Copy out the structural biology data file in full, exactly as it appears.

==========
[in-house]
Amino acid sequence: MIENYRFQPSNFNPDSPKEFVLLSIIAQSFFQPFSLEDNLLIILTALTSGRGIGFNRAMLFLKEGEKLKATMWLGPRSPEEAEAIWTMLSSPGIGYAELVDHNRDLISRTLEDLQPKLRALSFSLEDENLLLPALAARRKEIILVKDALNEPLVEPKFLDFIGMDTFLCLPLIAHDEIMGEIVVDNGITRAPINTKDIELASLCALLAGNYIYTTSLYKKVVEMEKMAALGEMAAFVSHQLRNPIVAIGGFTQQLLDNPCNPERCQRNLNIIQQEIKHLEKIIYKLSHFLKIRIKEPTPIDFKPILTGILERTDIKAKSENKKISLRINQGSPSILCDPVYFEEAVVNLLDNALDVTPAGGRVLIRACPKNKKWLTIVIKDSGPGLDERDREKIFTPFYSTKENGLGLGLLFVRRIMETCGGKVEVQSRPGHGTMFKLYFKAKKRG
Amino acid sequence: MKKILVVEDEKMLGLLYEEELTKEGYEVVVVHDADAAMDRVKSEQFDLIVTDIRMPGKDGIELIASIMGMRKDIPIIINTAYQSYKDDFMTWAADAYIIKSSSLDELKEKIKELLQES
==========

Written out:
[in-house]
Amino acid sequence: MIENYRFQPSNFNPDSPKEFVLLSIIAQSFFQPFSLEDNLLIILTALTSGRGIGFNRAMLFLKEGEKLKATMWLGPRSPEEAEAIWTMLSSPGIGYAELVDHNRDLISRTLEDLQPKLRALSFSLEDENLLLPALAARRKEIILVKDALNEPLVEPKFLDFIGMDTFLCLPLIAHDEIMGEIVVDNGITRAPINTKDIELASLCALLAGNYIYTTSLYKKVVEMEKMAALGEMAAFVSHQLRNPIVAIGGFTQQLLDNPCNPERCQRNLNIIQQEIKHLEKIIYKLSHFLKIRIKEPTPIDFKPILTGILERTDIKAKSENKKISLRINQGSPSILCDPVYFEEAVVNLLDNALDVTPAGGRVLIRACPKNKKWLTIVIKDSGPGLDERDREKIFTPFYSTKENGLGLGLLFVRRIMETCGGKVEVQSRPGHGTMFKLYFKAKKRG
Amino acid sequence: MKKILVVEDEKMLGLLYEEELTKEGYEVVVVHDADAAMDRVKSEQFDLIVTDIRMPGKDGIELIASIMGMRKDIPIIINTAYQSYKDDFMTWAADAYIIKSSSLDELKEKIKELLQES